AP NEWS

Fight over sexual abuse victims’ lawsuits returns to Senate

April 10, 2019
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State Sen. Katie Muth, D-Montgomery, center left, embraces Carolyn Fortney, who was sexually abused as a child by a Roman Catholic Priest, during a news conference at the state Capitol in Harrisburg, Pa., Wednesday, April 10, 2019. Democratic lawmakers say they are attempting anew to give now-adult victims of child sexual abuse a reprieve from time limits in Pennsylvania law that prohibit them from suing perpetrators and institutions that may have covered it up. (AP Photo/Matt Rourke)
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State Sen. Katie Muth, D-Montgomery, center left, embraces Carolyn Fortney, who was sexually abused as a child by a Roman Catholic Priest, during a news conference at the state Capitol in Harrisburg, Pa., Wednesday, April 10, 2019. Democratic lawmakers say they are attempting anew to give now-adult victims of child sexual abuse a reprieve from time limits in Pennsylvania law that prohibit them from suing perpetrators and institutions that may have covered it up. (AP Photo/Matt Rourke)

HARRISBURG, Pa. (AP) — Pennsylvania’s battle over giving now-adult victims of child sexual abuse another chance to sue their perpetrators or institutions that may have covered it up returned to the Senate on Wednesday, as competing bills landed in the chamber.

The movement comes six months after wider legislation to lift criminal and civil limitations on child sexual abuse cases collapsed in the Senate in the wake of a fresh Roman Catholic church scandal that spurred victims to lobby in the Capitol’s corridors.

On Wednesday, the House of Representatives overwhelmingly passed legislation to relax criminal and civil limitations and to amend the state constitution to create a two-year window for victims to file civil lawsuits if they’d lost that right because they passed Pennsylvania’s legal age limit.

Hours before, Senate Democrats, backed by Attorney General Josh Shapiro and victim advocates, announced new legislation in the Republican-controlled chamber to eliminate criminal and civil limitations and to change state law to create a two-year window.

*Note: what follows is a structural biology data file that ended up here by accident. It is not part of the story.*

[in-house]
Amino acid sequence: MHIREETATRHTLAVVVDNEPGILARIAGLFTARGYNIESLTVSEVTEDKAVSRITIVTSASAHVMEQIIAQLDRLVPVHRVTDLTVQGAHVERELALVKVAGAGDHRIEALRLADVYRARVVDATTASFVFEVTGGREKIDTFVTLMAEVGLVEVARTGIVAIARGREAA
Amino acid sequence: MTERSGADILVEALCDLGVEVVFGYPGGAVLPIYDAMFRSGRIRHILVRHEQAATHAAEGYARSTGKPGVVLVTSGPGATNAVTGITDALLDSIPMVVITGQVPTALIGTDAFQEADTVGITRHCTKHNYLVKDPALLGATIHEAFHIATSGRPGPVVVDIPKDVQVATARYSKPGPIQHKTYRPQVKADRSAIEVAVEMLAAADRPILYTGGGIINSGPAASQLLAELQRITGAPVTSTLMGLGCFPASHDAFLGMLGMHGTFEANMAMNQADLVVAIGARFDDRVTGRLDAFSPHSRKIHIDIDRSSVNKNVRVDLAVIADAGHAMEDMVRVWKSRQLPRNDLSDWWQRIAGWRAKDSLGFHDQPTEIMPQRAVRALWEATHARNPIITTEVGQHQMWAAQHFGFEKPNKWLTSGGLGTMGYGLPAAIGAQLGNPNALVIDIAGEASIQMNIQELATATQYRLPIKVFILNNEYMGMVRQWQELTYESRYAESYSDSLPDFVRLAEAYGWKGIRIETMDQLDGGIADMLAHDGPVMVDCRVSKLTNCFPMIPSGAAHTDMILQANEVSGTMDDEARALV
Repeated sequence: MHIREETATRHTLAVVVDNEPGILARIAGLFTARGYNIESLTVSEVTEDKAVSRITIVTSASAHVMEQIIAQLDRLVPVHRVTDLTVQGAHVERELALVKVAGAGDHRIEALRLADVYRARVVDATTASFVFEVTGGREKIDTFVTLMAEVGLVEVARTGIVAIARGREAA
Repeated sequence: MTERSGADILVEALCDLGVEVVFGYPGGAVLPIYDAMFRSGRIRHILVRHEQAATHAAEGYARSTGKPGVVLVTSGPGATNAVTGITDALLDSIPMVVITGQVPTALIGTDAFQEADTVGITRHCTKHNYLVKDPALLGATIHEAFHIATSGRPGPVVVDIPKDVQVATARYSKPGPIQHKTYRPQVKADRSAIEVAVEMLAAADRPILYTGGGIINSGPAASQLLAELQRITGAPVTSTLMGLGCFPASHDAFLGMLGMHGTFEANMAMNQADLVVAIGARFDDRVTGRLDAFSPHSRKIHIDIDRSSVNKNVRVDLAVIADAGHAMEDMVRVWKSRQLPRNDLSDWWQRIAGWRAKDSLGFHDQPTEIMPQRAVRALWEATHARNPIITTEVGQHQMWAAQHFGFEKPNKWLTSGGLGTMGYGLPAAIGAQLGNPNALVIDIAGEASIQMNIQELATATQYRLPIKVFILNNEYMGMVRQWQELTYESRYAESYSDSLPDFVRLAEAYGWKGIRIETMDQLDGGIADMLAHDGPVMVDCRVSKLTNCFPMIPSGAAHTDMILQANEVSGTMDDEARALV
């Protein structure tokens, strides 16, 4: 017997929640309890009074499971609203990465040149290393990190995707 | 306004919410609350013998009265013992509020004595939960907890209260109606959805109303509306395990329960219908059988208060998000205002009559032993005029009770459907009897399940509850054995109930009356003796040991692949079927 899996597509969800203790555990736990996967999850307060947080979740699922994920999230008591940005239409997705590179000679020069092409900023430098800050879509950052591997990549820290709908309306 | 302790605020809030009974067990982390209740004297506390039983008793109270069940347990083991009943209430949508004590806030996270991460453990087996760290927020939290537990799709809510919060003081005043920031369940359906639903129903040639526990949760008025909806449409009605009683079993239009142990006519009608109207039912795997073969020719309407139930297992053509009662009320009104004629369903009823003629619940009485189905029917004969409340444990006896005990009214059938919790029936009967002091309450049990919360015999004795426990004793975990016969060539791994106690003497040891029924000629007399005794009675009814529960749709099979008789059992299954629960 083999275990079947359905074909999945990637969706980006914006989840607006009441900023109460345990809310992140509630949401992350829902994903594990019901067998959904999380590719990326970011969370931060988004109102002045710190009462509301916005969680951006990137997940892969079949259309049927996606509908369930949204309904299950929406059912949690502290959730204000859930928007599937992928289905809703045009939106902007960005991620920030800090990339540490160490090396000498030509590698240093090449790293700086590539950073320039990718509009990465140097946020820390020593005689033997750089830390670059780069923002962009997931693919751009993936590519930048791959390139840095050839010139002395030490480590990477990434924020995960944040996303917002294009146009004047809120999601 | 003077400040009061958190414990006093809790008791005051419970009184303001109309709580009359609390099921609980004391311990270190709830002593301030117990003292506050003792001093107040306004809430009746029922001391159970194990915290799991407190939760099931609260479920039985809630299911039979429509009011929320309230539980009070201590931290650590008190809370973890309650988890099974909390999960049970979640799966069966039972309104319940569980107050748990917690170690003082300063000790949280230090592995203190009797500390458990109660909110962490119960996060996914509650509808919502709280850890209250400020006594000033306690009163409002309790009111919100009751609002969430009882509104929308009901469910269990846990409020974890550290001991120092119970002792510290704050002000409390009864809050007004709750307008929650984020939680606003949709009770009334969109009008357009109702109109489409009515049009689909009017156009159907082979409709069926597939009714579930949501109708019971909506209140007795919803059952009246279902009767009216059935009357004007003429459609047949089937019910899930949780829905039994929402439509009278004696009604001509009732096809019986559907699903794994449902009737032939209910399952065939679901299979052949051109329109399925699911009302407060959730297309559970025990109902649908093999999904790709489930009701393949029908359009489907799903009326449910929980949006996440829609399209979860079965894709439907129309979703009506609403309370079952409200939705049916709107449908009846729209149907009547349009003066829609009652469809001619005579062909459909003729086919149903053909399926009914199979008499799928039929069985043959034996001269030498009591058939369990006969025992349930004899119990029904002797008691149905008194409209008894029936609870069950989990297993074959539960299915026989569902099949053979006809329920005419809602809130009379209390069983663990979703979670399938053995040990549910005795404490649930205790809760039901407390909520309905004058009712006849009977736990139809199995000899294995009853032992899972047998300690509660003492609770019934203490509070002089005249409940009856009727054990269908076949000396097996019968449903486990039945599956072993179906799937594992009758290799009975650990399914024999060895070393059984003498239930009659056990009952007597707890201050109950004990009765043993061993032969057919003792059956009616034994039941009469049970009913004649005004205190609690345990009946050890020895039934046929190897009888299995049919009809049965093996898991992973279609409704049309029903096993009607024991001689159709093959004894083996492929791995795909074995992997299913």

Both would undo civil liability protections granted to governmental institutions, such as public schools.

A two-year window is one of four provisions recommended by Pennsylvania’s landmark grand jury report in August on child sexual abuse in six of the state’s eight Catholic dioceses. Several other states have adopted something similar previously, and lawmakers in New York and New Jersey have approved windows in recent months.

Legislation giving now-adult victims a second chance to sue had already passed Pennsylvania’s House twice in the past three years, both times after Roman Catholic church scandals.

However, it has been blocked by a critical mass of the Senate’s Republican majority, most recently in October. It is opposed by Catholic bishops, who call it unconstitutional, and for-profit insurers, who say they are concerned about being forced to pay out for liabilities for which premiums were never collected.

The years-long fight has held up passage of the wider legislation and a chief advocate, Rep. Mark Rozzi, D-Berks, said it is time to get something done.

“It’s what our citizens demand and it’s what victims need, past, present and future,” Rozzi said during his floor speech, which garnered a standing ovation.

The process of amending the constitution could take several years because it requires passage by both chambers in two consecutive two-year legislative sessions and then affirmation in a statewide voter referendum.

But it could take just as long to change the law and then wait out court challenges by the church, said Rozzi, who has told of his rape as a 13-year-old boy by a Catholic priest.

The Pennsylvania Catholic Conference, which speaks for the state’s bishops, is monitoring the House legislation and does not oppose it, a spokesman said. The conference, meanwhile, points to compensation funds begun in recent months by some dioceses as able to provide more immediate help to more victims.

It remained unclear Wednesday whether any sort of two-year window — constitutional or statutory — can pass the Senate.

Senate President Pro Tempore Joe Scarnati has led opposition to a two-year window, calling it unconstitutional and a financial threat to dioceses simply to benefit trial lawyers.

“As long as everybody’s reasonable, we can get something done and what I see from the House is reasonable, for the most part,” Scarnati said Wednesday.

Shapiro, whose office produced the grand jury report, maintains that a two-year window is constitutional and Sen. Tim Kearney, D-Delaware, said he believes the Senate Democrats’ legislation is the fastest and best way forward for victims.

Carolyn Fortney, a childhood victim of sexual abuse by her parish priest whose case was described in the grand jury report, pointed to action on a window by lawmakers in New York and New Jersey.

“I believe the difference with New York and New Jersey is that they allowed their conscience to guide them and chose to do the right thing, which they will be remembered for by so many for so long,” Fortney said.